The new policy will be effective on the first day of school for students and will be in effect during school or work hours or any time and place that school personnel are supervising students, with the exception of athletic events or other events open to the public.
Although there was no tobacco use policy in place for employees previously, tobacco use was already banned in all school buildings by state law, and tobacco use on campus is already banned for students, said Trigg County School Superintendent Travis Hamby, who replaced Tim McGinnis on Thursday, July 1.
Before the vote took place, Frankie Lewis, a custodian at Trigg County Middle School, said that while smoking “is probably not the best habit,” he has been doing it for 52 years. He also said he goes on breaks to his own vehicle to smoke and drink coffee and felt like he should be allowed to continue.
“I don’t smoke in front of the building, I don’t go around trying to tell people to smoke,” Lewis said. “I know times have changed ... and I’m not trying to say it’s okay to smoke ... but if someone is going to tell me today that I can’t smoke, I don’t know how I’m going to react to that.”
Trigg County School Board Chairman Mike Davis said Lewis made some good points, adding that it can be difficult to make a rule that works for all school employees. He noted, however, that teachers don’t often have much time to go off to smoke.
The board also heard a first reading of a change to the policy concerning cell phones and other communication devices, a change that is designed to bring the policy more in line with what the Kentucky School Board Association recommends.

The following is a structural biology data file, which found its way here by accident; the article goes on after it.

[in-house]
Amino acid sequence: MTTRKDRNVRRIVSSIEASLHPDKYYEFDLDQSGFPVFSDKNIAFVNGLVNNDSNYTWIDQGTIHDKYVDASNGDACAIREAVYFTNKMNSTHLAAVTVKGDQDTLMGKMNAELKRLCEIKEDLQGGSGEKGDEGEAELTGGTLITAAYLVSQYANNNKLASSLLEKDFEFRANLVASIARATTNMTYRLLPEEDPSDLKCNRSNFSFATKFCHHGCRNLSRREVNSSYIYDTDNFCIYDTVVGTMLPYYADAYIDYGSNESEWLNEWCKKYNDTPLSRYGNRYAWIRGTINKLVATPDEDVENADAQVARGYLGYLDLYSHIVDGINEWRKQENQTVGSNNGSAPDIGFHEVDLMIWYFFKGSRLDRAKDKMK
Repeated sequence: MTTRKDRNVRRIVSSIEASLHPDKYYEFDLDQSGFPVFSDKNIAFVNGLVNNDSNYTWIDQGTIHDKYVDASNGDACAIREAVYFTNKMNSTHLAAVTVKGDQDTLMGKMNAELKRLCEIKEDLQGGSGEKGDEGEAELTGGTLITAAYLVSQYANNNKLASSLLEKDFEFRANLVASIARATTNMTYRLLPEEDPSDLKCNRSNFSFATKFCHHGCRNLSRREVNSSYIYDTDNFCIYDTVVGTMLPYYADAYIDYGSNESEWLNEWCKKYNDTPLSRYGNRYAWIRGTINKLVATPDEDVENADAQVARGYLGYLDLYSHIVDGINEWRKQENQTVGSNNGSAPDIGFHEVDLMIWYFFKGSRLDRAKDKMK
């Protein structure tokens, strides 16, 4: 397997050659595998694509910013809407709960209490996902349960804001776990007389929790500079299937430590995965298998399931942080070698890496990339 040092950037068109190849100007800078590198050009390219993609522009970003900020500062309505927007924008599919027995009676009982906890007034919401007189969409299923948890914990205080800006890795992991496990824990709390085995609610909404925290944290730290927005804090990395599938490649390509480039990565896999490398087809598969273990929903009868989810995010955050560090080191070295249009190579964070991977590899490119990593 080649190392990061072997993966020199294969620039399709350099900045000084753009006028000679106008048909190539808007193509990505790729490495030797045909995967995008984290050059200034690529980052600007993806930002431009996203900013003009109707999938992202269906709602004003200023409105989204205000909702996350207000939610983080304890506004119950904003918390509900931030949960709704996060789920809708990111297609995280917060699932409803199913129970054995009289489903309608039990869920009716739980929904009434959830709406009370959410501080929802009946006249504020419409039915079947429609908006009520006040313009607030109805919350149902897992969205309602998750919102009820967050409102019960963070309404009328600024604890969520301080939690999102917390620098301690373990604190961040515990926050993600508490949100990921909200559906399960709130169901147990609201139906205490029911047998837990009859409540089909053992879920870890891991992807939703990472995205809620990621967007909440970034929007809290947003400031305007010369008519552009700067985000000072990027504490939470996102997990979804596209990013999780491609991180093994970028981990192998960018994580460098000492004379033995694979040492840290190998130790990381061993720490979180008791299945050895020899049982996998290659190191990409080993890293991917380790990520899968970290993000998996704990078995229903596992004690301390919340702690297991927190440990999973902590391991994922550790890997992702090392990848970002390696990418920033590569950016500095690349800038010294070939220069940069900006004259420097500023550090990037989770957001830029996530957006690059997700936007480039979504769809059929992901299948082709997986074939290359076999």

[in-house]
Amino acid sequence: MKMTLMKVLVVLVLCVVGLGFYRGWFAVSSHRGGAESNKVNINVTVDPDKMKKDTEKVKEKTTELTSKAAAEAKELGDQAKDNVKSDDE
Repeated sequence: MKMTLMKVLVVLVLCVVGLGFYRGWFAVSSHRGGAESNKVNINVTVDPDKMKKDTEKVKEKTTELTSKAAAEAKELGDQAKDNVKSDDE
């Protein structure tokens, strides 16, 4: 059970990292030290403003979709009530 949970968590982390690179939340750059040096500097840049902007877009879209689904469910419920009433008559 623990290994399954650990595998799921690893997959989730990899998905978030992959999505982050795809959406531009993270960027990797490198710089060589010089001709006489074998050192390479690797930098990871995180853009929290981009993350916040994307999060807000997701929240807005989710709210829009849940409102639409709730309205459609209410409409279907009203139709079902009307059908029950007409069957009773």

Students are allowed to have cell phones at school ,but they must be turned off and out of sight, and the same is true on school buses or at extra-curricular activities, although school personnel can make appropriate exceptions to this rule if necessary.
Trigg County School Director of Operations Matt Ladd talked to the board about the vocational school roof and central office roof projects, telling the board that the progress on the vocational project has been slow due to the heat.
“Construction has been pretty slow going,” Ladd said.
However, effective this past Sunday, there have been twice as many workers on the project, and they have started working at night with lights to avoid the heat, Ladd said, adding that he still expects the project to be completed on time and before school starts.
Ladd said that crews will work on the central office roof in October, with the new Heating, Ventilating and Air Conditioning (HVAC) systems to be installed over Christmas break. He also said that five HVAC systems will need to be installed, more than the four that the central office currently uses, as there have been additions to the building since those HVAC systems were installed.
In other business, the board unanimously approved five vendors for the purchase of gasoline and approved Dr. Eduardo Pavon, who as the lowest bidder, for the provision of physicals for classified personnel and bus drivers.
The board also approved an application for impact aid for military dependent children with severe disabilities.
“These payments are for costs incurred in providing a free appropriate public education and related services that are in excess of the average regular education per pupil expenditure,” Hamby said. “This is the first year that the district has met the eligibility requirements to apply for these special education benefits.”
Hamby, who attended his first meeting as the new superintendent, also talked about new communications tools that have been added, including a Facebook page for the Trigg County School System.